By Gerhard Clausing •
Yesterday I was able to witness a particularly delightful set of artist talks, via Zoom, put on by the Photographer’s Eye Gallery in Escondido (which, by the way, also offers workshops and has a traditional darkroom). Featuring two artists from Southern California, Louise Russell and Douglas Stockdale, and moderated by the energetic and personable Executive Director of the gallery, Donna Cosentino, it was marked by a unifying theme: the response of the artists to nature and the effects this has on their depiction of plants. Implied were issues dealing with conserving the environment, utilizing its gifts, and understanding both growth and decline that is part of all life cycles, especially as all this impacts us humans.
Louise Russell, in her series “Ways of Knowing,” integrates techniques acquired from the Museum of Natural History in San Diego in joining gathered plant portions as companion art next to her impressive layered photographs of plant groups found in areas full of the spirits of native inhabitants, family members, and other parts of nature. The impact and meaning of these plant images is further enhanced by background information and purposeful prose, healing power data, and emotional responses. The images exude a love of nature and a caring attitude aimed at preserving our environment and honoring the interdependence of living things. One can see in each image that she feels the heartbeat and breath of nature around her. Proceeds from the printed catalog are slated for environmental causes.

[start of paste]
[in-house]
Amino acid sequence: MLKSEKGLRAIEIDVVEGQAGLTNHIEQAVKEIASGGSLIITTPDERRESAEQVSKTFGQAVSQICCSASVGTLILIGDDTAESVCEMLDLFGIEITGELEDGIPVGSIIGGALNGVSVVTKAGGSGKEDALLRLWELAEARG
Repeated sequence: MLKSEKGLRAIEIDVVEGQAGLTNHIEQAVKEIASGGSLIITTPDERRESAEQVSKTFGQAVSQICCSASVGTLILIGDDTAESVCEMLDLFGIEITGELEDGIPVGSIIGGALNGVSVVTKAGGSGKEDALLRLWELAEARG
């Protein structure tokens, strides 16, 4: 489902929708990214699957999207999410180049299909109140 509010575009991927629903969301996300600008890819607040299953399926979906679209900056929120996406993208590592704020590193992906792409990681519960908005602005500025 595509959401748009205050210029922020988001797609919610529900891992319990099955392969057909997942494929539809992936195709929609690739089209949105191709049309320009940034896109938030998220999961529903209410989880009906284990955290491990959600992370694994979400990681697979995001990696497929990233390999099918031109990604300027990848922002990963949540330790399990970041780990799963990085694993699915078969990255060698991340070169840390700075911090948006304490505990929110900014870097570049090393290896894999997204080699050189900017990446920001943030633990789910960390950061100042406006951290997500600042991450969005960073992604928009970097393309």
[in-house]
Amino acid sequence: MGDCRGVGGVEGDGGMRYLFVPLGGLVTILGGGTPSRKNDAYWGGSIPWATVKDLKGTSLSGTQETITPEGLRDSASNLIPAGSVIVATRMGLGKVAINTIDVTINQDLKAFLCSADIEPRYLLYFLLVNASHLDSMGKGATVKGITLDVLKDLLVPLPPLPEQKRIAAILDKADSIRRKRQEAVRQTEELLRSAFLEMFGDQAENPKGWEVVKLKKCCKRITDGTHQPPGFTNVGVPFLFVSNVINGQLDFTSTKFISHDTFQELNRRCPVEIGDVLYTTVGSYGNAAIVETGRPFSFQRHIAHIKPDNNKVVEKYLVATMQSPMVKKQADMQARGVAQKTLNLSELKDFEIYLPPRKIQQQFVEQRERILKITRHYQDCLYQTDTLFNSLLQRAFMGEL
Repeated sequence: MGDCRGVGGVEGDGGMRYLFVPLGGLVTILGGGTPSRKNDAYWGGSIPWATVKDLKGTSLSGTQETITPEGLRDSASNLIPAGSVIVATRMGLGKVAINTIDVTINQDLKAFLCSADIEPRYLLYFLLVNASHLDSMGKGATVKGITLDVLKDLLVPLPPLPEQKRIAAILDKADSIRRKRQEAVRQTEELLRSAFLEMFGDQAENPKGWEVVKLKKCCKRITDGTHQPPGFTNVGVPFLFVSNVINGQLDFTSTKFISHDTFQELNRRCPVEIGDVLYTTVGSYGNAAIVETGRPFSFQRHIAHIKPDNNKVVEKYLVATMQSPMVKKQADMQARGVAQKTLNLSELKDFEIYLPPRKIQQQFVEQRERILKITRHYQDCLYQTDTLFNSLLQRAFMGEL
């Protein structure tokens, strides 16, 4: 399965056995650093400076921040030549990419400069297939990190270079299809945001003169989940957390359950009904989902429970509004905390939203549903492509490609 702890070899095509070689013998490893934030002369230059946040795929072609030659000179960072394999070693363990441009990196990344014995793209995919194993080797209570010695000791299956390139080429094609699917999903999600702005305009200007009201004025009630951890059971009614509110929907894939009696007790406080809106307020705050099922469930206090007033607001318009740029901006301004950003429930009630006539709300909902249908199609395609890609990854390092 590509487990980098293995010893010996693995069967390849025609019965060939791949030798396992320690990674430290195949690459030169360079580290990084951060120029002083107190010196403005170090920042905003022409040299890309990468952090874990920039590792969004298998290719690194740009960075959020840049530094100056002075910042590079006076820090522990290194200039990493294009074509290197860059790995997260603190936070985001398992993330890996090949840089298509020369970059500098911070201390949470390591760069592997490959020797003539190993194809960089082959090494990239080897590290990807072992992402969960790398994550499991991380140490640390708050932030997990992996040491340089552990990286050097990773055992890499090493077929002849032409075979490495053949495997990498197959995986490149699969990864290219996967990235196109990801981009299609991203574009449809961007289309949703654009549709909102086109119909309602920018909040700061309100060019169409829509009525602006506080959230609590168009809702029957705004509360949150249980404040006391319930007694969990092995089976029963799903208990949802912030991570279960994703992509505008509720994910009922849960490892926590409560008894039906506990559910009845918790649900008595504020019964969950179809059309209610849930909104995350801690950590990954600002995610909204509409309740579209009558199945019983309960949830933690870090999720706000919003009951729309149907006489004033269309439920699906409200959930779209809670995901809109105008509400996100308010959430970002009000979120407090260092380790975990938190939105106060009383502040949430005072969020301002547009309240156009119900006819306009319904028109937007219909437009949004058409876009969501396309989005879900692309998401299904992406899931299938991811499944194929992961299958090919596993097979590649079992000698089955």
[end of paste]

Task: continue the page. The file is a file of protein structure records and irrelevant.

Douglas Stockdale, in his series “Memory Pods,” relates the stages and impact of human decline (dementia) to moods, appearances, and stages in the life cycle of the aloe vera plant, which is also known for its healing powers. The images shown below, as metaphors, illustrate some of the emotions and states of individuals who are affected by declining memories, as well as those of bystanders – angst (trepidation, anxiety, fear), separation, (inter)dependence, and more. When the seed pods are empty at some point, are the memories (seeds), though gone, spread elsewhere? What moods do the images engender in the viewer? This series is a particularly creative approach to anthropomorphic artistry: applying human perceptions to the interpretation of plant life around us. The archival prints are on metallic paper that gives them a special luminosity.
The exhibition of works by both artists runs through March 20. Due to Covid, the gallery is currently open on Saturdays, or by appointment. Donna lives close by and is happy to come to the gallery when needed, by prior arrangement. The recording of the talk may also be made available. More details here. Highly recommended!
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